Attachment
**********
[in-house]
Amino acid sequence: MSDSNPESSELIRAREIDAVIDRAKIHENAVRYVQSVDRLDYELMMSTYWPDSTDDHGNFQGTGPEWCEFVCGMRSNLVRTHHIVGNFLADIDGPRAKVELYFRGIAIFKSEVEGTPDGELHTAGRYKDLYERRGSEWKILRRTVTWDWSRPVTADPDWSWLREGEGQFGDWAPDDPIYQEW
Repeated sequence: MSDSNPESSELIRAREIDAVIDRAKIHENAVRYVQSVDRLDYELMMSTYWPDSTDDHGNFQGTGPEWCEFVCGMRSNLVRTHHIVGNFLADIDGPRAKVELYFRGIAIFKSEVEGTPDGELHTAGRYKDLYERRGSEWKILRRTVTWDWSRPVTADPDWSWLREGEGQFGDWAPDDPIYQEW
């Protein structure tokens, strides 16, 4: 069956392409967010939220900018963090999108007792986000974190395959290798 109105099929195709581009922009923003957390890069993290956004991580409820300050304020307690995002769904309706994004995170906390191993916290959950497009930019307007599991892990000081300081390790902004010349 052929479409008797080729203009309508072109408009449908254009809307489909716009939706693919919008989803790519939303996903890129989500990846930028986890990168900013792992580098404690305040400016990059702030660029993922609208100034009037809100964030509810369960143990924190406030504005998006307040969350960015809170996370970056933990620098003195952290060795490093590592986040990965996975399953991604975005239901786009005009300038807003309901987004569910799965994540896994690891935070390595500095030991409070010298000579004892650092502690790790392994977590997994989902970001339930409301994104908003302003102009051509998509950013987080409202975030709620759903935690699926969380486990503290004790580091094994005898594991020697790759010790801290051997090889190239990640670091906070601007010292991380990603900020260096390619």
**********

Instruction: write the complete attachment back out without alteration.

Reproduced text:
[in-house]
Amino acid sequence: MSDSNPESSELIRAREIDAVIDRAKIHENAVRYVQSVDRLDYELMMSTYWPDSTDDHGNFQGTGPEWCEFVCGMRSNLVRTHHIVGNFLADIDGPRAKVELYFRGIAIFKSEVEGTPDGELHTAGRYKDLYERRGSEWKILRRTVTWDWSRPVTADPDWSWLREGEGQFGDWAPDDPIYQEW
Repeated sequence: MSDSNPESSELIRAREIDAVIDRAKIHENAVRYVQSVDRLDYELMMSTYWPDSTDDHGNFQGTGPEWCEFVCGMRSNLVRTHHIVGNFLADIDGPRAKVELYFRGIAIFKSEVEGTPDGELHTAGRYKDLYERRGSEWKILRRTVTWDWSRPVTADPDWSWLREGEGQFGDWAPDDPIYQEW
């Protein structure tokens, strides 16, 4: 069956392409967010939220900018963090999108007792986000974190395959290798 109105099929195709581009922009923003957390890069993290956004991580409820300050304020307690995002769904309706994004995170906390191993916290959950497009930019307007599991892990000081300081390790902004010349 052929479409008797080729203009309508072109408009449908254009809307489909716009939706693919919008989803790519939303996903890129989500990846930028986890990168900013792992580098404690305040400016990059702030660029993922609208100034009037809100964030509810369960143990924190406030504005998006307040969350960015809170996370970056933990620098003195952290060795490093590592986040990965996975399953991604975005239901786009005009300038807003309901987004569910799965994540896994690891935070390595500095030991409070010298000579004892650092502690790790392994977590997994989902970001339930409301994104908003302003102009051509998509950013987080409202975030709620759903935690699926969380486990503290004790580091094994005898594991020697790759010790801290051997090889190239990640670091906070601007010292991380990603900020260096390619």